Joint Announcement on United States-Japan GPS Cooperation
January18, 2012, Washington, D.C.
The Governments of the United States of America and Japan held their 9th plenary meeting in Washington, D.C., on January 18, 2012, to review and discuss cooperation in the civil use of space-based positioning, navigation and timing (PNT) systems. These consultations are held periodically pursuant to the "Joint Statement on Cooperation in the Use of the Global Positioning System" signed by the heads of the two Governments on September 22, 1998.
In the January 18 meeting, the U.S. Government reported on the status of the U.S. Global Positioning System (GPS), the Wide Area Augmentation System (WAAS) and international Global Navigation Satellite System (GNSS) cooperative activities while the Government of Japan reported on the status and future plans for the Quasi-Zenith Satellite System (QZSS) and Japan’s international GNSS-related cooperation. The GPS/QZSS Technical Working Group (TWG) prepared a report on its activities(PDF), which was submitted to the Plenary and is attached to this Announcement. Both Governments reaffirmed the importance of providing open access to basic space-based PNT services for peaceful purposes, free of direct user fees. Both Governments noted with satisfaction the successful operation of two QZSS monitoring stations on U.S. soil, one in Guam and the other in Hawaii following the full activation of the first Quasi-Zenith satellite in July 2011.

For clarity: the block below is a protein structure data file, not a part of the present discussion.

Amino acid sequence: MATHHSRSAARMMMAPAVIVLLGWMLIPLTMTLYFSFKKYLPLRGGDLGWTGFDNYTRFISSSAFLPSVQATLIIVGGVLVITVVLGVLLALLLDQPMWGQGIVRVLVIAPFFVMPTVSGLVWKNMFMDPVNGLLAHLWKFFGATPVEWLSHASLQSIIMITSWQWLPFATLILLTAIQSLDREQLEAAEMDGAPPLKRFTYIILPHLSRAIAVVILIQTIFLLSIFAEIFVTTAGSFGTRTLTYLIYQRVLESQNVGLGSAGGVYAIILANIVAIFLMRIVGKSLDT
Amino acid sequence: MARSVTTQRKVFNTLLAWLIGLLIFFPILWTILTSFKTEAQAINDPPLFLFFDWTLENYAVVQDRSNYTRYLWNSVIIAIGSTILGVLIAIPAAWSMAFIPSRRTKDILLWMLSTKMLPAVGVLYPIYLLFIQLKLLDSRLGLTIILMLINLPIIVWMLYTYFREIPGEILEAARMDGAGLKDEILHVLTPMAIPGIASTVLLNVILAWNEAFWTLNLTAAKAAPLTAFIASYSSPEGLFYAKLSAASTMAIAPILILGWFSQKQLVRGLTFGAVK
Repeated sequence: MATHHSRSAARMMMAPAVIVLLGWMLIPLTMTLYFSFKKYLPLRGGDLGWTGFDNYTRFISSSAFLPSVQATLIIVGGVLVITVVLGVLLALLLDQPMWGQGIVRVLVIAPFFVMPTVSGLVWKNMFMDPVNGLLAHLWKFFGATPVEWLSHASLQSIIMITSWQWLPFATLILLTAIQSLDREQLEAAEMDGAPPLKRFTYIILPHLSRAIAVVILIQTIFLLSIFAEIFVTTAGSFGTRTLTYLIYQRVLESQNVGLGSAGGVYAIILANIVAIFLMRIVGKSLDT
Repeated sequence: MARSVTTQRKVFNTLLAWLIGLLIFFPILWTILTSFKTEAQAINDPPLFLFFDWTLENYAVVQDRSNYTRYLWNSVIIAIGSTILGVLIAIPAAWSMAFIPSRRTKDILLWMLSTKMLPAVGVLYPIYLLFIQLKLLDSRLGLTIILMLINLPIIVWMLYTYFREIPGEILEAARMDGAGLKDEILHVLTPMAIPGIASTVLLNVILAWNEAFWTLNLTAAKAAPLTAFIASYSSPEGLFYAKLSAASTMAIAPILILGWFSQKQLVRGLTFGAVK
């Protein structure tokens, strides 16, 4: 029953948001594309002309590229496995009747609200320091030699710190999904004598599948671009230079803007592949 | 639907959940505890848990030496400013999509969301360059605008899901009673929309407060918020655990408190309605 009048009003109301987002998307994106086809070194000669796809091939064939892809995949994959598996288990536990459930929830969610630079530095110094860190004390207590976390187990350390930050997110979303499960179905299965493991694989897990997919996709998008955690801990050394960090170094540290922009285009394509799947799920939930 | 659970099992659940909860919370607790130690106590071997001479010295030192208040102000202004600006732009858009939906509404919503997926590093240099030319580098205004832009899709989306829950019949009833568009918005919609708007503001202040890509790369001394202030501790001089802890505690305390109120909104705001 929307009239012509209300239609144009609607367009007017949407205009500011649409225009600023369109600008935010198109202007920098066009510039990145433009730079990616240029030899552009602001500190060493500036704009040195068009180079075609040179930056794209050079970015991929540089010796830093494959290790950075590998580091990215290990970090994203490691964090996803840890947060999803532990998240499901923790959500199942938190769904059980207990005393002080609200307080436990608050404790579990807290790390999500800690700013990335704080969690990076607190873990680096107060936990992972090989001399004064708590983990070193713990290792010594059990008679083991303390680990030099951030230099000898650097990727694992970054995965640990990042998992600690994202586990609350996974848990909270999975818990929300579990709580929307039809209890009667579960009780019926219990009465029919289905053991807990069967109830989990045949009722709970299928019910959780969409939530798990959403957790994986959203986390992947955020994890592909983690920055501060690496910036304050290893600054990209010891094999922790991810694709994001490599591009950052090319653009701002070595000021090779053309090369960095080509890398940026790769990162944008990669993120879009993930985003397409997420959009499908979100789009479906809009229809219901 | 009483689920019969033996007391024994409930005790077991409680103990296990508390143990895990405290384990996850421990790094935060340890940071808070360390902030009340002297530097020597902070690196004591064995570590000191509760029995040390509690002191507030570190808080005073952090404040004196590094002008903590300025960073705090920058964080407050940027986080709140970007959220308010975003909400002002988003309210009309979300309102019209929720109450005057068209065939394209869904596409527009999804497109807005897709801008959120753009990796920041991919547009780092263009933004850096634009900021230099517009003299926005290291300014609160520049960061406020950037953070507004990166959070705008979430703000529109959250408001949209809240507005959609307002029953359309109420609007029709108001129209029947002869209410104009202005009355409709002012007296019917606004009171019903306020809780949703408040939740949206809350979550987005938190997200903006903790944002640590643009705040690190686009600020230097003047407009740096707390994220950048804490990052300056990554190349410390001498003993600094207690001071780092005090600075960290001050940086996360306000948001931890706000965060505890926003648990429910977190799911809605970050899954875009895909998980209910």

The United States welcomed Japan’s decision to expand and upgrade QZSS into an operational and regional system that, in time, could be composed of as many as seven satellites and acknowledged the important contribution such an expanded and upgraded system will make to the space-based PNT services in the Asia-Pacific region.
The U.S. congratulated Japan for hosting the 6th plenary meeting of the International Committee on GNSS (ICG) in Tokyo, September 5-9, 2011. Both Governments support the increased emphasis at the ICG on signal monitoring and interference detection and mitigation. The U.S. appreciates Japan leading the "Multi-GNSS Asia" project that will provide monitoring of signals from multiple GNSS and promote improved performance and service for all civil users.
The U.S. and Japan view our long-standing close cooperation in space-based navigation as a successful model of international cooperation and transparency, setting an example of compatibility and interoperability of civil signals and transparency in system design and technical capabilities.
The 9th Plenary strengthened cooperative relations between the United States and Japan. Both Governments reaffirmed that continued close cooperation in the area of satellite navigation will contribute to the peaceful development of the Asia-Pacific region and promote global economic growth.